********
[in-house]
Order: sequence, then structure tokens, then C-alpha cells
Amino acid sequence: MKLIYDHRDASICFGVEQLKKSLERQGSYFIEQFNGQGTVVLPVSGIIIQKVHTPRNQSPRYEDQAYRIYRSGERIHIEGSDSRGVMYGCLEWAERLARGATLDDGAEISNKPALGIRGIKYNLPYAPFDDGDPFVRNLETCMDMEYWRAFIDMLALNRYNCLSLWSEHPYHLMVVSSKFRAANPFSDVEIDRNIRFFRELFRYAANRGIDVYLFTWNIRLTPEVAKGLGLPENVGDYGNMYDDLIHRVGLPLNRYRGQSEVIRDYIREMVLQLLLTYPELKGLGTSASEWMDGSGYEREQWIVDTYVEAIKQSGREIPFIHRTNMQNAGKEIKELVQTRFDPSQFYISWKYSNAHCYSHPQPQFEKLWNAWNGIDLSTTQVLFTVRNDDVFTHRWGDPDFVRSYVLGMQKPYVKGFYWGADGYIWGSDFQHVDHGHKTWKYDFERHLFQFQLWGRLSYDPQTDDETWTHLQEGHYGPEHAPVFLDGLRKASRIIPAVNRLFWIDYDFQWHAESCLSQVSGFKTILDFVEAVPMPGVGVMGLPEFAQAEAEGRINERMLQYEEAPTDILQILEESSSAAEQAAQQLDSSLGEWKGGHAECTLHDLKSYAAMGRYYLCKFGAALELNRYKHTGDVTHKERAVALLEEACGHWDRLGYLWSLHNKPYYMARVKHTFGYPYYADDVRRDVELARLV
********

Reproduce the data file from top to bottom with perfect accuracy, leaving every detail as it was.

[in-house]
Order: sequence, then structure tokens, then C-alpha cells
Amino acid sequence: MKLIYDHRDASICFGVEQLKKSLERQGSYFIEQFNGQGTVVLPVSGIIIQKVHTPRNQSPRYEDQAYRIYRSGERIHIEGSDSRGVMYGCLEWAERLARGATLDDGAEISNKPALGIRGIKYNLPYAPFDDGDPFVRNLETCMDMEYWRAFIDMLALNRYNCLSLWSEHPYHLMVVSSKFRAANPFSDVEIDRNIRFFRELFRYAANRGIDVYLFTWNIRLTPEVAKGLGLPENVGDYGNMYDDLIHRVGLPLNRYRGQSEVIRDYIREMVLQLLLTYPELKGLGTSASEWMDGSGYEREQWIVDTYVEAIKQSGREIPFIHRTNMQNAGKEIKELVQTRFDPSQFYISWKYSNAHCYSHPQPQFEKLWNAWNGIDLSTTQVLFTVRNDDVFTHRWGDPDFVRSYVLGMQKPYVKGFYWGADGYIWGSDFQHVDHGHKTWKYDFERHLFQFQLWGRLSYDPQTDDETWTHLQEGHYGPEHAPVFLDGLRKASRIIPAVNRLFWIDYDFQWHAESCLSQVSGFKTILDFVEAVPMPGVGVMGLPEFAQAEAEGRINERMLQYEEAPTDILQILEESSSAAEQAAQQLDSSLGEWKGGHAECTLHDLKSYAAMGRYYLCKFGAALELNRYKHTGDVTHKERAVALLEEACGHWDRLGYLWSLHNKPYYMARVKHTFGYPYYADDVRRDVELARLV